10. An impairment-based manual physical therapy and exercise (MTE) program resulted in clinically and statistically significant short- and long-term improvements in pain, disability, and patient-perceived recovery in patients with mechanical neck pain when compared to a program comprising advice, a mobility exercise, and subtherapeutic ultrasound. THIS STUDY DID NOT TEST MT ALONE AND SHOULD NOT HAVE BEEN INCLUDED

I cannot bring myself to characterising this as an overall positive result for MT; anyone who can is guilty of wishful thinking, in my view. The small differences in favor of MT that (some of) the trials report have little to do with the effectiveness of MT itself. They are almost certainly due to the fact that none of these studies were placebo-controlled and double blind (even though this would clearly be possible). In contrast to popping a pill, MT involves extra attention, physical touch, empathy, etc. These factors easily suffice to bring about the small differences that some studies report.

It follows that the main conclusion of the authors of the review should be modified:

There is no compelling evidence to show that MT is more effective for people with neck pain in both short and long-term when compared to patients receiving oral pain medications.

 

Acute tonsillitis, which includes tonsillopharyngitis, is a common condition, particularly in childhood. It is mostly caused by a viral infection. Symptomatic treatment is of high importance. But which treatment is effective and which isn’t?

For this expert consensus, 53 physicians from Germany, Spain, Netherlands, Switzerland, Austria, and Hungary with at least one year of experience in anthroposophic paediatric medicine were invited to participate in an online Delphi process. The process comprised 5 survey rounds starting with open-ended questions and ending with final statements, which need 75% agreement of experts to reach consensus. Expert answers were evaluated by two independent reviewers using MAXQDA and Excel.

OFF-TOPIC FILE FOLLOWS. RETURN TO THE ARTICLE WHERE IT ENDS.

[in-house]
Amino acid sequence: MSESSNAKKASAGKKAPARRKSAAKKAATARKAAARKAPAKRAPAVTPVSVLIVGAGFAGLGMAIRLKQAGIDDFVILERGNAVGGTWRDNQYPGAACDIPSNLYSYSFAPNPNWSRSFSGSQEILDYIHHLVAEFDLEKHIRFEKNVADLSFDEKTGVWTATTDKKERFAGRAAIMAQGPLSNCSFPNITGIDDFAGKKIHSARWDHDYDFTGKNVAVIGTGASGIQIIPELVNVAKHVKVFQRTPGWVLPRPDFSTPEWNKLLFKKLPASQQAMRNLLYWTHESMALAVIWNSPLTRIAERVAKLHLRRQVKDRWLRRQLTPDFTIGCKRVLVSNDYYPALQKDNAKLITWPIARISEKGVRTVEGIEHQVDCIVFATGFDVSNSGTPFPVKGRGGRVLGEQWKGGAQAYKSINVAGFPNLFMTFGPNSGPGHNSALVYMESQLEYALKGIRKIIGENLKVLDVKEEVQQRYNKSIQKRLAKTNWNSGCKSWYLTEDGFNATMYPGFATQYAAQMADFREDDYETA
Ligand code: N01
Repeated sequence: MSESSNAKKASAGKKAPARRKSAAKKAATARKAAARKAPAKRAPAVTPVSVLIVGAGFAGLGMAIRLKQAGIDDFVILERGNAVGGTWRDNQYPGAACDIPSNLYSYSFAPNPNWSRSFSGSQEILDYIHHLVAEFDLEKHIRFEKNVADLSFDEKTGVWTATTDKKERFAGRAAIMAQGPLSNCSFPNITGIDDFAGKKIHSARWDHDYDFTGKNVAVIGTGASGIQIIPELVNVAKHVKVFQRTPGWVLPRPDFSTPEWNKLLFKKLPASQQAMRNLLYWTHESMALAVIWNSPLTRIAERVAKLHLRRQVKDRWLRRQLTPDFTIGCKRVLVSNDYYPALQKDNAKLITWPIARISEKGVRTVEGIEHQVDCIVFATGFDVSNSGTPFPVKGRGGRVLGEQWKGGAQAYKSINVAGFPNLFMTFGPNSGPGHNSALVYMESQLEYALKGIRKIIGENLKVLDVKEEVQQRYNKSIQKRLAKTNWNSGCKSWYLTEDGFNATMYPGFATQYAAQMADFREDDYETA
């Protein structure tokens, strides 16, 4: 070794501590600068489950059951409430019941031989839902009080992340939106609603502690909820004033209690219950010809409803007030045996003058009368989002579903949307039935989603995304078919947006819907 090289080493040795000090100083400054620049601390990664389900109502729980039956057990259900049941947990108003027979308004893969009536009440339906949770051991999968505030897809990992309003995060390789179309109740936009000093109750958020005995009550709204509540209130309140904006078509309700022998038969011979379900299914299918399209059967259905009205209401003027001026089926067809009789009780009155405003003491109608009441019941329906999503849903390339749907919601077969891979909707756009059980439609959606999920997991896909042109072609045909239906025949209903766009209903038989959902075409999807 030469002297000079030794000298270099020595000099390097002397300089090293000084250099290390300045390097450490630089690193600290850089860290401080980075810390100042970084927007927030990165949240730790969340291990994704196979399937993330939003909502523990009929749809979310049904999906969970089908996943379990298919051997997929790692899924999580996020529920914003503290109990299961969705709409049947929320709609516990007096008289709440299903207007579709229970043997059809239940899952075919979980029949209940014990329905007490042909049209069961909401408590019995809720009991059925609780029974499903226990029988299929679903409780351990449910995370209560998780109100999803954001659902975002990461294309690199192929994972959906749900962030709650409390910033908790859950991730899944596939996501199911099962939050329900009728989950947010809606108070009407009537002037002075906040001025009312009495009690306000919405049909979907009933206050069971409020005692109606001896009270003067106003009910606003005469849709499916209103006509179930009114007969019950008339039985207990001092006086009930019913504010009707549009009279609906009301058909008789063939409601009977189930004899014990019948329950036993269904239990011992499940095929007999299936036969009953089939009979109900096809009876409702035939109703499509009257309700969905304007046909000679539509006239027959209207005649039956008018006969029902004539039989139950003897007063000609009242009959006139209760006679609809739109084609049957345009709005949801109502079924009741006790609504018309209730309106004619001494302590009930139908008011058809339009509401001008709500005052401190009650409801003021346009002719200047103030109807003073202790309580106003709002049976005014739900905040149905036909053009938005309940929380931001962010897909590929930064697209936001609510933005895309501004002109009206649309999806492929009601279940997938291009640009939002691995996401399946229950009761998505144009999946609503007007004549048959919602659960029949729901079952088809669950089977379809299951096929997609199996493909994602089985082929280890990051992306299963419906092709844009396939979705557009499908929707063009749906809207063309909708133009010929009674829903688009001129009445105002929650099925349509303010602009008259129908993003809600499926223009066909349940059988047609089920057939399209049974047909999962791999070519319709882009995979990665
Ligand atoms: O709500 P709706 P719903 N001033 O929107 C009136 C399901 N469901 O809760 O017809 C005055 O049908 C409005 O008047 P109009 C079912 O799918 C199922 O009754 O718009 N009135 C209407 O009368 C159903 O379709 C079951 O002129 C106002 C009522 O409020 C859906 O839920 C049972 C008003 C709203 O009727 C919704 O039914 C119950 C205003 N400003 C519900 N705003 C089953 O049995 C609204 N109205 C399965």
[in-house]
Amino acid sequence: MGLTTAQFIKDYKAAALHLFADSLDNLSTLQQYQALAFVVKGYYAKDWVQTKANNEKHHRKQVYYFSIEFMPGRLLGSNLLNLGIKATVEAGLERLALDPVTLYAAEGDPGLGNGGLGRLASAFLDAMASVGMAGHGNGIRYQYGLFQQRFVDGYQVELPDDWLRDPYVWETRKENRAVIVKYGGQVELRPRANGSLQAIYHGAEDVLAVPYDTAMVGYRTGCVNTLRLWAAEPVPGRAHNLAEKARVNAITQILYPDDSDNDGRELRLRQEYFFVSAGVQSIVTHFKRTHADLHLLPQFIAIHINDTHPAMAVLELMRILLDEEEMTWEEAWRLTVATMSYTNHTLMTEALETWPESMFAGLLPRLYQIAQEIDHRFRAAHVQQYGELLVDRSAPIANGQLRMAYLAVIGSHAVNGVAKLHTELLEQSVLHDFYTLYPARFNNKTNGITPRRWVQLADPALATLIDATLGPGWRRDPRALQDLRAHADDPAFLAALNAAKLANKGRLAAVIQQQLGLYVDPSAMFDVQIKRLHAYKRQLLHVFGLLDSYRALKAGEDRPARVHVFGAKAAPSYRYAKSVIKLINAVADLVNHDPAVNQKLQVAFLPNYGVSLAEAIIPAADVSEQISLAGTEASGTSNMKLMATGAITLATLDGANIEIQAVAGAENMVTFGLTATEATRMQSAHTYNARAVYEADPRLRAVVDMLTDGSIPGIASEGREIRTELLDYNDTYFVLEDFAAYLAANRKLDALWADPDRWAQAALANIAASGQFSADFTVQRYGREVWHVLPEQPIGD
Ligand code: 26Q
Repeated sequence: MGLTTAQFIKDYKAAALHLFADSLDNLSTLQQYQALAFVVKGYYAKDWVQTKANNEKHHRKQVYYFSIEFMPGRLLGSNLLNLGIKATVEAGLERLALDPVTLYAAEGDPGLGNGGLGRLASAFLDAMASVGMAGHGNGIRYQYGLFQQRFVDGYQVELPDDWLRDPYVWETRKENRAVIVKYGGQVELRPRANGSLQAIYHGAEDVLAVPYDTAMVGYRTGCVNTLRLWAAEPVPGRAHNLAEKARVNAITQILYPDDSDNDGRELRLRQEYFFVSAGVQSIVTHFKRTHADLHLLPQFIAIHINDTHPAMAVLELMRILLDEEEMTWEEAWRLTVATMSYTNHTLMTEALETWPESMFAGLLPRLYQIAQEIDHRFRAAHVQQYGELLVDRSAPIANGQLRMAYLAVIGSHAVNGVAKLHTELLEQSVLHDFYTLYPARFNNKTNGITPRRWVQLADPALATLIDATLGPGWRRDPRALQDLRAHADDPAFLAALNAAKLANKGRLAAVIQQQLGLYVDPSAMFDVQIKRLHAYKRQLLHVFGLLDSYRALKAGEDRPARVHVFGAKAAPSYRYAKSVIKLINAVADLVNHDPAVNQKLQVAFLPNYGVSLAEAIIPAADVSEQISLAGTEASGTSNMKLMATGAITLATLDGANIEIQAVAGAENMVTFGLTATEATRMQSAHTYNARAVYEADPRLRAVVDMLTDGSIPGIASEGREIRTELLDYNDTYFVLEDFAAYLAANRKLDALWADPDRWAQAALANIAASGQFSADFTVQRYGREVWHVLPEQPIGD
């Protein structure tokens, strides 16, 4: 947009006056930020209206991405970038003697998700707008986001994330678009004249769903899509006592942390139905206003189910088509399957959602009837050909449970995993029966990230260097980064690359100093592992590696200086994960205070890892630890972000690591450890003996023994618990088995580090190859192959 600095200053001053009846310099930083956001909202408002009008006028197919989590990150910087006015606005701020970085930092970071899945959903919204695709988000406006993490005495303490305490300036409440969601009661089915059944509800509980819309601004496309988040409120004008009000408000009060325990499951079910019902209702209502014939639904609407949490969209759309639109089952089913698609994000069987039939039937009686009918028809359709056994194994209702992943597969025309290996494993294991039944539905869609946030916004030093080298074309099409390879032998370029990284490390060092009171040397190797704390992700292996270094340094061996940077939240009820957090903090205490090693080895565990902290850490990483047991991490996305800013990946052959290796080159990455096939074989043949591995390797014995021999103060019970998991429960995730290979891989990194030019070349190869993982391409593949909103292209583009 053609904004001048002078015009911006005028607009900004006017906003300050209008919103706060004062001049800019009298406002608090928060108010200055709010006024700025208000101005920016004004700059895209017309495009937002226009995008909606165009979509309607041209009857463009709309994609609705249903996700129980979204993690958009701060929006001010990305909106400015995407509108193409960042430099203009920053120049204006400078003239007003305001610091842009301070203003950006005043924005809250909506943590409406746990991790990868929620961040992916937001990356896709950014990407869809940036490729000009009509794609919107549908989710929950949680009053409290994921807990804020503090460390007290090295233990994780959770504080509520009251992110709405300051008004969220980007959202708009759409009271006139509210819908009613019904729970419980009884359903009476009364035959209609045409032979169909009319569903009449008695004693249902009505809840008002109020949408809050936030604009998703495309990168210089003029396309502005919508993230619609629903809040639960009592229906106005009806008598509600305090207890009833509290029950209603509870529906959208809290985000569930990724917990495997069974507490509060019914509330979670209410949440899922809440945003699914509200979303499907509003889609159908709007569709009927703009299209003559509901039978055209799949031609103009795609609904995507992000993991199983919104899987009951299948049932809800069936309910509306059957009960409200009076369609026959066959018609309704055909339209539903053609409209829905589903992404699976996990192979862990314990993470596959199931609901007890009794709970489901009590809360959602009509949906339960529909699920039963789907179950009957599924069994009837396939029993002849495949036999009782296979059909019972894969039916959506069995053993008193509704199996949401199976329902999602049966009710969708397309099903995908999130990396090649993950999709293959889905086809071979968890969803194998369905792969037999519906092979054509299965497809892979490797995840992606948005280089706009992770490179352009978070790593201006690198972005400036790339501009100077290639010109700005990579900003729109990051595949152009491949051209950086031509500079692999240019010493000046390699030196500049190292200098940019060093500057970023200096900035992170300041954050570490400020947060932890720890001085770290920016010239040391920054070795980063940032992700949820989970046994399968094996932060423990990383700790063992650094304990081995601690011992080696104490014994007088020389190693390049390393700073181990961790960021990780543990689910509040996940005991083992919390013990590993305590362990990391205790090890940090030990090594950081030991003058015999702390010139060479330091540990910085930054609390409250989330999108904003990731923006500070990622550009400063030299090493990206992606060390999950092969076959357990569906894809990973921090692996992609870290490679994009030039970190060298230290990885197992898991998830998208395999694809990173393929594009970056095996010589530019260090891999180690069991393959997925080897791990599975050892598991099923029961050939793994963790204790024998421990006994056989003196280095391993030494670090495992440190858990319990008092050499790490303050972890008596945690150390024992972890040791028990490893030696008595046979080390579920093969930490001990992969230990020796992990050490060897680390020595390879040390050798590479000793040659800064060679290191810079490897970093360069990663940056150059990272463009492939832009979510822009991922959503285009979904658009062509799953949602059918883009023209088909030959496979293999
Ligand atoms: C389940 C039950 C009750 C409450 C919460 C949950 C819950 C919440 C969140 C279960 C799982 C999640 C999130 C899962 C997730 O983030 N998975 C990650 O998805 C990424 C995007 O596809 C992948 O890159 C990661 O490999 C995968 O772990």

Response rate was between 28% and 45%. The developed recommendation included 15 subtopics. These covered clinical, diagnostic, therapeutic and psychosocial aspects of acute tonsillitis. Six subtopics achieved a high consensus (>90%) and nine subtopics achieved consensus (75-90%). The panel felt that AM was an adequate therapy for acute tonsillitis.

The authors of this paper concluded that the clinical recommendation for acute tonsillitis in children aims to simplify everyday patient care and provide decision-making support when considering and prescribing anthroposophic therapies. Moreover, the recommendation makes AM more transparent for physicians, parents, and maybe political stakeholders as well.

I found it hard to decide whether to cry or to laugh while reading this paper.

Experience in anthroposophic paediatric medicine does not make anyone an expert in anything other than BS.

Expert consensus and clinical guidelines are not conducted by assembling a few people who all are in favour of a certain therapy while ignoring the scientific evidence.

AM for acute tonsillitis in children is nonsense, whatever these pseudo-experts claim.

Imagine we run a Delphi process with a few long-standing members of ‘the flat earth society’ and ask them to tell us about the shape of the earth …

…I rest my case.